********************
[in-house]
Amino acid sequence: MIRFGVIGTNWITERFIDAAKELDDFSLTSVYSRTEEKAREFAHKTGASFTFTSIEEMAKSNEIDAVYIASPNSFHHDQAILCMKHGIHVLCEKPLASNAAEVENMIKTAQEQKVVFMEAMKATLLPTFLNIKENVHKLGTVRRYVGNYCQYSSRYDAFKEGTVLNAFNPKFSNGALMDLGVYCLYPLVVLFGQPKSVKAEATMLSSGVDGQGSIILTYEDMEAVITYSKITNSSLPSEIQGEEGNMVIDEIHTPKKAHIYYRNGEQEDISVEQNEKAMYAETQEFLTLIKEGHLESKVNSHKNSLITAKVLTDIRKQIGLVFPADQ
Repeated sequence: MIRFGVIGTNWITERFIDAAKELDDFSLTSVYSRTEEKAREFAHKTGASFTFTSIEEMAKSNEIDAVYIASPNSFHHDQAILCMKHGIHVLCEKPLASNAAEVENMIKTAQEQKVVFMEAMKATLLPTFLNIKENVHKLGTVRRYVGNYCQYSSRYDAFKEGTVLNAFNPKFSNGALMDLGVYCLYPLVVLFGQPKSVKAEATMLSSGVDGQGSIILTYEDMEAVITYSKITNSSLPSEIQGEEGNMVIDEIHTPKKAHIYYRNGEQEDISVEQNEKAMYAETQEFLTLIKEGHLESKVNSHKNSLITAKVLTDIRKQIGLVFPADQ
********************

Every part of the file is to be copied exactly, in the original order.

[in-house]
Amino acid sequence: MIRFGVIGTNWITERFIDAAKELDDFSLTSVYSRTEEKAREFAHKTGASFTFTSIEEMAKSNEIDAVYIASPNSFHHDQAILCMKHGIHVLCEKPLASNAAEVENMIKTAQEQKVVFMEAMKATLLPTFLNIKENVHKLGTVRRYVGNYCQYSSRYDAFKEGTVLNAFNPKFSNGALMDLGVYCLYPLVVLFGQPKSVKAEATMLSSGVDGQGSIILTYEDMEAVITYSKITNSSLPSEIQGEEGNMVIDEIHTPKKAHIYYRNGEQEDISVEQNEKAMYAETQEFLTLIKEGHLESKVNSHKNSLITAKVLTDIRKQIGLVFPADQ
Repeated sequence: MIRFGVIGTNWITERFIDAAKELDDFSLTSVYSRTEEKAREFAHKTGASFTFTSIEEMAKSNEIDAVYIASPNSFHHDQAILCMKHGIHVLCEKPLASNAAEVENMIKTAQEQKVVFMEAMKATLLPTFLNIKENVHKLGTVRRYVGNYCQYSSRYDAFKEGTVLNAFNPKFSNGALMDLGVYCLYPLVVLFGQPKSVKAEATMLSSGVDGQGSIILTYEDMEAVITYSKITNSSLPSEIQGEEGNMVIDEIHTPKKAHIYYRNGEQEDISVEQNEKAMYAETQEFLTLIKEGHLESKVNSHKNSLITAKVLTDIRKQIGLVFPADQ